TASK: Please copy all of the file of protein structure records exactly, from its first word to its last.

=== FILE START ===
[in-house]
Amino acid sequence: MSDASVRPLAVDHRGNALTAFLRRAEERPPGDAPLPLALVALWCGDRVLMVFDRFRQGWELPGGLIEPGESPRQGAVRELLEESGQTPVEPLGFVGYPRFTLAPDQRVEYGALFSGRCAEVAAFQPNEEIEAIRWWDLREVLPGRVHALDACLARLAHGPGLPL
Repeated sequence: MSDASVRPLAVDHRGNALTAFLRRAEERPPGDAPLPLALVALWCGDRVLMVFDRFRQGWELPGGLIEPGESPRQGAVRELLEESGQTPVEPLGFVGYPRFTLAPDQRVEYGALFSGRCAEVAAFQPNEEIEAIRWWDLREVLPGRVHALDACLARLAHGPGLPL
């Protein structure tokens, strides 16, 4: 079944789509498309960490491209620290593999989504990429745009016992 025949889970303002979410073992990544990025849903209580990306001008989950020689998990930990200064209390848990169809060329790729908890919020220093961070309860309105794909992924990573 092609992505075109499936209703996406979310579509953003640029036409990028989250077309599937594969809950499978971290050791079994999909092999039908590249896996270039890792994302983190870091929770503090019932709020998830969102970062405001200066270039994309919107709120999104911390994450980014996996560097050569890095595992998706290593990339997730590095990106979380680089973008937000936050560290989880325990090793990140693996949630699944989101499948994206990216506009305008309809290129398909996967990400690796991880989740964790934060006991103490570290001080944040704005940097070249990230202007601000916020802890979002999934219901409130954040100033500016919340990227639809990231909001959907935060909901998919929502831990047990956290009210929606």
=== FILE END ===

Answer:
[in-house]
Amino acid sequence: MSDASVRPLAVDHRGNALTAFLRRAEERPPGDAPLPLALVALWCGDRVLMVFDRFRQGWELPGGLIEPGESPRQGAVRELLEESGQTPVEPLGFVGYPRFTLAPDQRVEYGALFSGRCAEVAAFQPNEEIEAIRWWDLREVLPGRVHALDACLARLAHGPGLPL
Repeated sequence: MSDASVRPLAVDHRGNALTAFLRRAEERPPGDAPLPLALVALWCGDRVLMVFDRFRQGWELPGGLIEPGESPRQGAVRELLEESGQTPVEPLGFVGYPRFTLAPDQRVEYGALFSGRCAEVAAFQPNEEIEAIRWWDLREVLPGRVHALDACLARLAHGPGLPL
């Protein structure tokens, strides 16, 4: 079944789509498309960490491209620290593999989504990429745009016992 025949889970303002979410073992990544990025849903209580990306001008989950020689998990930990200064209390848990169809060329790729908890919020220093961070309860309105794909992924990573 092609992505075109499936209703996406979310579509953003640029036409990028989250077309599937594969809950499978971290050791079994999909092999039908590249896996270039890792994302983190870091929770503090019932709020998830969102970062405001200066270039994309919107709120999104911390994450980014996996560097050569890095595992998706290593990339997730590095990106979380680089973008937000936050560290989880325990090793990140693996949630699944989101499948994206990216506009305008309809290129398909996967990400690796991880989740964790934060006991103490570290001080944040704005940097070249990230202007601000916020802890979002999934219901409130954040100033500016919340990227639809990231909001959907935060909901998919929502831990047990956290009210929606």